Knowing the viceroy won’t protect her village without the jewel, she takes matters into her own hands. But once she catches the thief, she discovers he needs the pearl just as much as she does. The two embark on an epic quest across the land and into the Courts of Hell, taking Anlei on a journey that reveals more is at stake than she could have ever imagined.

With incredibly vivid world building and fast-paced storytelling, Stronger Than a Bronze Dragon is great for readers who are looking for something fresh in epic fantasy.

 Book Links:

Top Ten Tips for Becoming a Better Writer

10. Take care of yourself.

There’s an ugly myth out there that suffering leads to creativity. While many creative types have drawn upon past suffering to make art, it’s not a requirement by any means. Not to mention, health issues (whether of the physical or mental sort) can hinder your ability to be productive. After all, how are you supposed to write if you can barely make it out of bed? 

9. Do things. Meet people. Yes, online counts.

The wider your range of experiences, the more you can draw upon for writing. Sometimes, they tie together in unexpected ways – I once drew upon my car troubles to add tension to a space chase scene. Of course, time and resources may present challenges. Many may disagree with me, but I say that online experiences count – especially when it comes to human interactions. Communicating with different people and personalities can inspire new ideas for characters, plot points, etc. in ways you can’t predict.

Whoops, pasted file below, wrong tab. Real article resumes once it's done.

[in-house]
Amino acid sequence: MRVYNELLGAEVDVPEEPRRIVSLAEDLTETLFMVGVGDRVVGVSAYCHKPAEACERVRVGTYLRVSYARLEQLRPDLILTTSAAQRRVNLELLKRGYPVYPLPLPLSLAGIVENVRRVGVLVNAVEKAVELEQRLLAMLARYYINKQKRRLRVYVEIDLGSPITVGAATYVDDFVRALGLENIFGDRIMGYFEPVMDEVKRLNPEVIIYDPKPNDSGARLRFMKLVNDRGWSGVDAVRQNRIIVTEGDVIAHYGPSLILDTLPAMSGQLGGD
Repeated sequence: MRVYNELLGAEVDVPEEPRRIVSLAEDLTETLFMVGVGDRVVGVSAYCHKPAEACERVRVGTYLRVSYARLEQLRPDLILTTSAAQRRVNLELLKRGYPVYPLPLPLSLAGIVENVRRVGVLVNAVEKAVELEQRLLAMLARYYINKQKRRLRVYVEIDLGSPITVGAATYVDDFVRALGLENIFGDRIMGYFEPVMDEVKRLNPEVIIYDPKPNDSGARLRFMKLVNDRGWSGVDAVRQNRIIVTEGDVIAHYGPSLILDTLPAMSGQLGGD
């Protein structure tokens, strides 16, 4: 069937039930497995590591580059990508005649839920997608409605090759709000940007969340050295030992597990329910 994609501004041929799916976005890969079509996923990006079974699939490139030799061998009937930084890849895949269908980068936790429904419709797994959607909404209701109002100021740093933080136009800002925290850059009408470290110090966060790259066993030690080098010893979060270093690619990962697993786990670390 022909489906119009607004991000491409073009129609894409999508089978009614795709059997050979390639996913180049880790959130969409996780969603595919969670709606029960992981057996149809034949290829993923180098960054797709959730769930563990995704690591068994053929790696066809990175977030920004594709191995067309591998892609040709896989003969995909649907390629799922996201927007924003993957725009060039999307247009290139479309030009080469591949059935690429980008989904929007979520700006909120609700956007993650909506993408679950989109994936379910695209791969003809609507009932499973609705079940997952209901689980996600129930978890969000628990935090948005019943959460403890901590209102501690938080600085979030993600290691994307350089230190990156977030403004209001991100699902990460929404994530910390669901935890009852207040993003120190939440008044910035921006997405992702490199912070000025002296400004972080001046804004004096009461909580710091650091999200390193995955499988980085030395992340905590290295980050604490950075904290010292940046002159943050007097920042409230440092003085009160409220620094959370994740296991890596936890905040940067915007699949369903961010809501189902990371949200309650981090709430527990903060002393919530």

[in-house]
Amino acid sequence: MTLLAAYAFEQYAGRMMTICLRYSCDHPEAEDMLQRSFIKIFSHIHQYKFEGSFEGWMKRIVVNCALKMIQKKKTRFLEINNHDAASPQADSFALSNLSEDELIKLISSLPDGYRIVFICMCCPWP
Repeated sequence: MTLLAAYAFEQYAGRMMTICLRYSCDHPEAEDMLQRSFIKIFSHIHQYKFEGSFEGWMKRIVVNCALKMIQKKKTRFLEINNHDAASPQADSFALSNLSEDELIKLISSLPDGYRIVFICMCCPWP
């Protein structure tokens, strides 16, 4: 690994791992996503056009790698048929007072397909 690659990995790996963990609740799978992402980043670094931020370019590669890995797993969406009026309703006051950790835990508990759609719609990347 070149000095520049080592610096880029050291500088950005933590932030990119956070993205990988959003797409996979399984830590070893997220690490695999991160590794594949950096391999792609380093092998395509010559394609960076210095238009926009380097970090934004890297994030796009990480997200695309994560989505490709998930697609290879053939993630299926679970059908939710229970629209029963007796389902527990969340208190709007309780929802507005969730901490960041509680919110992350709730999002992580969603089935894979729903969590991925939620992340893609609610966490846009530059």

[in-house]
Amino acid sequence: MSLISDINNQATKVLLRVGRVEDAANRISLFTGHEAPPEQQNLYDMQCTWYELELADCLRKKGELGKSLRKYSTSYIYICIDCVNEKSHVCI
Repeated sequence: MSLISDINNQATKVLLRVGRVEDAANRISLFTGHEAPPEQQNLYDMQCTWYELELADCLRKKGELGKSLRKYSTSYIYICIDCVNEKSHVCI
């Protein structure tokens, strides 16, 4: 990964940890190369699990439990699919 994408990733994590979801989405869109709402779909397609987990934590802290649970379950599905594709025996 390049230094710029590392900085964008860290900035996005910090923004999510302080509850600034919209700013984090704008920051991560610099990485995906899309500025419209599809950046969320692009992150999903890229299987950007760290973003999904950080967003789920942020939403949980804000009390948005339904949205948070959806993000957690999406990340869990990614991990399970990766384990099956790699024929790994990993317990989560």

8. Let “good enough” be enough.

Especially in the first draft. No one’s first draft is good. Some of mine have been eye-clawing-ly awful. The one I’m currently working on required a complete rewrite because the voice was all wrong (which I didn’t figure out until after I’d written the whole thing, sent it to my critique group, and then reread it with fresh eyes a few weeks later). A first draft’s job is simply to exist. This is where you let your ideas gush out, where let yourself experiment. Not everything will work. Maybe none of it will work. But at least you’ll know.

And even when dealing with later drafts (or even the close-to-final proof), there might still be things that don’t feel 100% perfect. That’s okay – chances are, the reader won’t even notice. No piece of writing is ever completely, totally, unassailably good. 

7. Remember there’s no such thing as wasted words.

Trashing large quantities of writings – entire drafts, even – is hard. Sometimes, all you can think about is the number of hours and the sheer toil of getting all those words down. So the idea of throwing it away (or “trunking” it) seems like a waste.